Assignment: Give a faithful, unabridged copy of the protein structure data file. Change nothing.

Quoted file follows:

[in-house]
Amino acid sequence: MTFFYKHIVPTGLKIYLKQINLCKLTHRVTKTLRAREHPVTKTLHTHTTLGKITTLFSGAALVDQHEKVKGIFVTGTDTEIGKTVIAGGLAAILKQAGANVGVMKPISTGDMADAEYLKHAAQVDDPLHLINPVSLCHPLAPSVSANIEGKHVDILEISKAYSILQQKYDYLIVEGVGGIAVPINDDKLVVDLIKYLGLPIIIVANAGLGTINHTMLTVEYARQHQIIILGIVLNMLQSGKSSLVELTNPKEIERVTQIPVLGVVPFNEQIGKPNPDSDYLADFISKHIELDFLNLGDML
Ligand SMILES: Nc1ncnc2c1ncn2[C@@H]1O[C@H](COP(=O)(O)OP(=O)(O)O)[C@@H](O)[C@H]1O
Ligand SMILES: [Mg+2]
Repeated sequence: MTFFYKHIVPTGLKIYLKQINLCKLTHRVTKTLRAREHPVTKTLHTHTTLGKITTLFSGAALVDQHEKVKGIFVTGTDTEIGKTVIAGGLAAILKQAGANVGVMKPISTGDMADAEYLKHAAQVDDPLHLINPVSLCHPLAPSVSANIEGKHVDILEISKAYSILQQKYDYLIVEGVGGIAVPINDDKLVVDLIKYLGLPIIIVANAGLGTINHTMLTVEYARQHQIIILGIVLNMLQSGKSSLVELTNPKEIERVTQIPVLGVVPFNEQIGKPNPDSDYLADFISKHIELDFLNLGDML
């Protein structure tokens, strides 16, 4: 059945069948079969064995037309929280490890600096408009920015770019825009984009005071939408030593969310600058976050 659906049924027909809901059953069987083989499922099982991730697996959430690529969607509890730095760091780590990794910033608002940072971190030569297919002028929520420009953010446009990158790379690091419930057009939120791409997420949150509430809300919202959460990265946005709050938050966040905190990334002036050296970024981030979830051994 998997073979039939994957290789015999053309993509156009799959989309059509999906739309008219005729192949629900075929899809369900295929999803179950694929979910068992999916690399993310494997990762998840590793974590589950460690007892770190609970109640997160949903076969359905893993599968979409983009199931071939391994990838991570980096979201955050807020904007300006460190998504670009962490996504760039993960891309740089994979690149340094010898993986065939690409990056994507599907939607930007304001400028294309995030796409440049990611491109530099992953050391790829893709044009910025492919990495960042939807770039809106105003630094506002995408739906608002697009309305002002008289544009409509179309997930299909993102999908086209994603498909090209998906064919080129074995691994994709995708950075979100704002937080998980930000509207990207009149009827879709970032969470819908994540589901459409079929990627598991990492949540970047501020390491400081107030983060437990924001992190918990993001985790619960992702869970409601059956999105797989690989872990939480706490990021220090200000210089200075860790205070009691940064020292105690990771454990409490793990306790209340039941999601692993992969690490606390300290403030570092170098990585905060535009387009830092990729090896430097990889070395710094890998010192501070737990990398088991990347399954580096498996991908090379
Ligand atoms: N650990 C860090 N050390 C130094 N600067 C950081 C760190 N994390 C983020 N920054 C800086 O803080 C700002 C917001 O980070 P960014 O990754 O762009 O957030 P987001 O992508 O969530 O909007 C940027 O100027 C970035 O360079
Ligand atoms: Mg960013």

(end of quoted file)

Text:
[in-house]
Amino acid sequence: MTFFYKHIVPTGLKIYLKQINLCKLTHRVTKTLRAREHPVTKTLHTHTTLGKITTLFSGAALVDQHEKVKGIFVTGTDTEIGKTVIAGGLAAILKQAGANVGVMKPISTGDMADAEYLKHAAQVDDPLHLINPVSLCHPLAPSVSANIEGKHVDILEISKAYSILQQKYDYLIVEGVGGIAVPINDDKLVVDLIKYLGLPIIIVANAGLGTINHTMLTVEYARQHQIIILGIVLNMLQSGKSSLVELTNPKEIERVTQIPVLGVVPFNEQIGKPNPDSDYLADFISKHIELDFLNLGDML
Ligand SMILES: Nc1ncnc2c1ncn2[C@@H]1O[C@H](COP(=O)(O)OP(=O)(O)O)[C@@H](O)[C@H]1O
Ligand SMILES: [Mg+2]
Repeated sequence: MTFFYKHIVPTGLKIYLKQINLCKLTHRVTKTLRAREHPVTKTLHTHTTLGKITTLFSGAALVDQHEKVKGIFVTGTDTEIGKTVIAGGLAAILKQAGANVGVMKPISTGDMADAEYLKHAAQVDDPLHLINPVSLCHPLAPSVSANIEGKHVDILEISKAYSILQQKYDYLIVEGVGGIAVPINDDKLVVDLIKYLGLPIIIVANAGLGTINHTMLTVEYARQHQIIILGIVLNMLQSGKSSLVELTNPKEIERVTQIPVLGVVPFNEQIGKPNPDSDYLADFISKHIELDFLNLGDML
């Protein structure tokens, strides 16, 4: 059945069948079969064995037309929280490890600096408009920015770019825009984009005071939408030593969310600058976050 659906049924027909809901059953069987083989499922099982991730697996959430690529969607509890730095760091780590990794910033608002940072971190030569297919002028929520420009953010446009990158790379690091419930057009939120791409997420949150509430809300919202959460990265946005709050938050966040905190990334002036050296970024981030979830051994 998997073979039939994957290789015999053309993509156009799959989309059509999906739309008219005729192949629900075929899809369900295929999803179950694929979910068992999916690399993310494997990762998840590793974590589950460690007892770190609970109640997160949903076969359905893993599968979409983009199931071939391994990838991570980096979201955050807020904007300006460190998504670009962490996504760039993960891309740089994979690149340094010898993986065939690409990056994507599907939607930007304001400028294309995030796409440049990611491109530099992953050391790829893709044009910025492919990495960042939807770039809106105003630094506002995408739906608002697009309305002002008289544009409509179309997930299909993102999908086209994603498909090209998906064919080129074995691994994709995708950075979100704002937080998980930000509207990207009149009827879709970032969470819908994540589901459409079929990627598991990492949540970047501020390491400081107030983060437990924001992190918990993001985790619960992702869970409601059956999105797989690989872990939480706490990021220090200000210089200075860790205070009691940064020292105690990771454990409490793990306790209340039941999601692993992969690490606390300290403030570092170098990585905060535009387009830092990729090896430097990889070395710094890998010192501070737990990398088991990347399954580096498996991908090379
Ligand atoms: N650990 C860090 N050390 C130094 N600067 C950081 C760190 N994390 C983020 N920054 C800086 O803080 C700002 C917001 O980070 P960014 O990754 O762009 O957030 P987001 O992508 O969530 O909007 C940027 O100027 C970035 O360079
Ligand atoms: Mg960013």